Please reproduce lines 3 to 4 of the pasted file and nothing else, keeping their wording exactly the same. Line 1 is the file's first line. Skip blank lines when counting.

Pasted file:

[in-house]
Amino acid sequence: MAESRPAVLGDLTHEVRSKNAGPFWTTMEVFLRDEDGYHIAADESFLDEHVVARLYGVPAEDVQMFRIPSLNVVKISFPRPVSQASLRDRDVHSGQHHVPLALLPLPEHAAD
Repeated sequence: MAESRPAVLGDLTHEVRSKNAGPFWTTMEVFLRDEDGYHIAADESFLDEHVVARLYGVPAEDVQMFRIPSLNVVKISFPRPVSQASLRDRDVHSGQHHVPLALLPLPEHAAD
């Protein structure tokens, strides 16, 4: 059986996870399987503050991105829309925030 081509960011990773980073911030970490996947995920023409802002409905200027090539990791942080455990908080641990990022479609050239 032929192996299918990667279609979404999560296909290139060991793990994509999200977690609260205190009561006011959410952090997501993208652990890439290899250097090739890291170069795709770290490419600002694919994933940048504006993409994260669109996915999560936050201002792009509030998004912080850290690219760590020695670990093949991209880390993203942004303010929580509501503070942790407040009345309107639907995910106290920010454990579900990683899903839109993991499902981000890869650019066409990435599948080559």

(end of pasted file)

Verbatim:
Repeated sequence: MAESRPAVLGDLTHEVRSKNAGPFWTTMEVFLRDEDGYHIAADESFLDEHVVARLYGVPAEDVQMFRIPSLNVVKISFPRPVSQASLRDRDVHSGQHHVPLALLPLPEHAAD
């Protein structure tokens, strides 16, 4: 059986996870399987503050991105829309925030 081509960011990773980073911030970490996947995920023409802002409905200027090539990791942080455990908080641990990022479609050239 032929192996299918990667279609979404999560296909290139060991793990994509999200977690609260205190009561006011959410952090997501993208652990890439290899250097090739890291170069795709770290490419600002694919994933940048504006993409994260669109996915999560936050201002792009509030998004912080850290690219760590020695670990093949991209880390993203942004303010929580509501503070942790407040009345309107639907995910106290920010454990579900990683899903839109993991499902981000890869650019066409990435599948080559």